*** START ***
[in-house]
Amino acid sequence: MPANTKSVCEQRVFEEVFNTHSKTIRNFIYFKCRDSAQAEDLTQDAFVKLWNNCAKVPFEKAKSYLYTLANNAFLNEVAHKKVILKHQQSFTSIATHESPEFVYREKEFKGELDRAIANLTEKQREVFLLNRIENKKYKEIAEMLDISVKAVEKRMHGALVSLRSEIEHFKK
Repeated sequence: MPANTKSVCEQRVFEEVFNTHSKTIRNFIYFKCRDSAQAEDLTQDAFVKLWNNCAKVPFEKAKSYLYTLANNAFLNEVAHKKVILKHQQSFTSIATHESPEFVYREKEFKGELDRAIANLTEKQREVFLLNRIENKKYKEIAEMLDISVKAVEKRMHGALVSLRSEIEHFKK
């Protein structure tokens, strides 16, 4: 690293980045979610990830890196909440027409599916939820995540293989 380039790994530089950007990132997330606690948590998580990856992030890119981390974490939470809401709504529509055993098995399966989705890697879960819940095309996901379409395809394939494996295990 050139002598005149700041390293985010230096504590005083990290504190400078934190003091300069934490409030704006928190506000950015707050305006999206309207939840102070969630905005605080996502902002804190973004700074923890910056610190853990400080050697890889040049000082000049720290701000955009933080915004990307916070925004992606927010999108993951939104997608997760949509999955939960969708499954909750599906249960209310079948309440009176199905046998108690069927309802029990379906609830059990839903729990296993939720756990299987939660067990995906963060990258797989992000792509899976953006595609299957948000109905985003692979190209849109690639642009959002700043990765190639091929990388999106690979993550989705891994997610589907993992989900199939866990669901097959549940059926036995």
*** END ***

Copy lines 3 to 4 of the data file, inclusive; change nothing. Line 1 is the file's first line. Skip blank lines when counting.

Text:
Repeated sequence: MPANTKSVCEQRVFEEVFNTHSKTIRNFIYFKCRDSAQAEDLTQDAFVKLWNNCAKVPFEKAKSYLYTLANNAFLNEVAHKKVILKHQQSFTSIATHESPEFVYREKEFKGELDRAIANLTEKQREVFLLNRIENKKYKEIAEMLDISVKAVEKRMHGALVSLRSEIEHFKK
């Protein structure tokens, strides 16, 4: 690293980045979610990830890196909440027409599916939820995540293989 380039790994530089950007990132997330606690948590998580990856992030890119981390974490939470809401709504529509055993098995399966989705890697879960819940095309996901379409395809394939494996295990 050139002598005149700041390293985010230096504590005083990290504190400078934190003091300069934490409030704006928190506000950015707050305006999206309207939840102070969630905005605080996502902002804190973004700074923890910056610190853990400080050697890889040049000082000049720290701000955009933080915004990307916070925004992606927010999108993951939104997608997760949509999955939960969708499954909750599906249960209310079948309440009176199905046998108690069927309802029990379906609830059990839903729990296993939720756990299987939660067990995906963060990258797989992000792509899976953006595609299957948000109905985003692979190209849109690639642009959002700043990765190639091929990388999106690979993550989705891994997610589907993992989900199939866990669901097959549940059926036995």